FIG. 8 shows a cross-sectional view of one embodiment of the ultrasonic floating probe with an irrigation and aspiration mechanism. The figure illustrates one example of a free-floating annular probe 11 with an irrigation and aspiration capability in which probe 11 is a corer. At the proximal end of probe 11 is adapter 109 for irrigation. Adapter 109 has irrigation conduit 110, which is connected to pump head 106. Pump head 106 is part of pump 105, which pumps irrigation fluid into probe 11. The pump assembly has a number of tanks 108 which can contain irrigation fluids such as saline. Each tank 108 is connected to the pump head 106 via one or more pump conduits 113 in which the irrigation fluid is pumped through pump conduit 113 by pumps or solenoids 107, for example. In this embodiment, there are two vacuum exits; first vacuum exit 104 for samples and second vacuum exit 102 for dust and volatiles. First vacuum exit 104 and second vacuum exit 102 comprise an aspiration unit. In the embodiment shown, second vacuum exit 102 is located within horn 64 and first vacuum exit 104 is located at the back of the assembly, behind piezoelectric stack 103. One of ordinary skill in the art should appreciate that other configurations in which the various parts of the aspiration unit are located elsewhere on the device.
FIG. 9 illustrates the ease of use of the ultrasonic floating probe during use. FIG. 9 shows user's hand 114 and is intended to demonstrate the ease of holding the invention due to the low axial force required to produce the hammering or drilling action. The closed and lightweight handle 115, with the elements (piezoelectric stack, horn, etc.) enclosed within, can be appreciated as well as probe 11. It should be apparent to one of ordinary skill in the art that probe 11 can be of different lengths depending upon the application.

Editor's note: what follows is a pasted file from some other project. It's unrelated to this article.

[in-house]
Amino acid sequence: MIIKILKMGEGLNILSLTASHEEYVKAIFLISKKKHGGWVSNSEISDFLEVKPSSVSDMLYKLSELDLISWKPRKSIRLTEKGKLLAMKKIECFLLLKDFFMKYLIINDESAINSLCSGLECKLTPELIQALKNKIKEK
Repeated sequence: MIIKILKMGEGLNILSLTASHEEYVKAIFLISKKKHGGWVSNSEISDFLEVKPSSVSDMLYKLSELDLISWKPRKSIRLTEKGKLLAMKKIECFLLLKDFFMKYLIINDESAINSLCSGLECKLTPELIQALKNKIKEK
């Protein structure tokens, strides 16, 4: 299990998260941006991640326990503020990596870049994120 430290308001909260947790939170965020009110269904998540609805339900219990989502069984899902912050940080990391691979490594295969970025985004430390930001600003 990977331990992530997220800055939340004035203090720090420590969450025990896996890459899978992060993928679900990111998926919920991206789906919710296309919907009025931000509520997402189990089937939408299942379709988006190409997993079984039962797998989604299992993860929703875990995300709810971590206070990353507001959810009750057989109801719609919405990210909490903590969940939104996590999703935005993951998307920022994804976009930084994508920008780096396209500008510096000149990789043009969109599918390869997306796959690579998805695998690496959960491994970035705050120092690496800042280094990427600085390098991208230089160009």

This invention, in any of the embodiments described above, can be used in many applications. A notable application of the subject invention is for bone grafts. The preparation of an autogenous bone graft, allografts, or other substitutes such as corralline hydroxyapatite are all useful applications of the present invention. One of the steps in bone graft is the extraction of the material to be grafted. The use of the present invention, with its coring and sample extraction mechanisms, is especially adapted for this purpose. Another bone graft technique is the use of demineralized bone. Demineralized bone is a cortical allograft bone wherein the removal of surface lipids and dehydration of the bone has been accomplished by diverse solutions such as ethanol or hydrochloric acid. The demineralization removes acid soluble proteins and leaves behind acid-insoluble proteins, bone growth factors, and collagen. The bone treated in this manner can be implanted in strips or processed into smaller particles. It has also been suggested that if holes are drilled into cortical allograft, it can increase the porosity of the bone by allowing a more efficient demineralization. This can result in a bone graft that it is more osteoconductive and osteoinductive. Another use for orthopedic drilling is on hip replacement where a hole must be drilled in the hip that is going to be replaced in preparation for the replacement. Bone marrow samples can also be obtained out of a person's healthy bone for typing or transplant in a less painful way that other procedures presented on the art. Another orthopedic use is for the drilling/coring for the subsequent insertion of pins or screws after an accident or disease to put together and repair the bone of a patient or remove the bone cement in the case of an implant replacement procedure.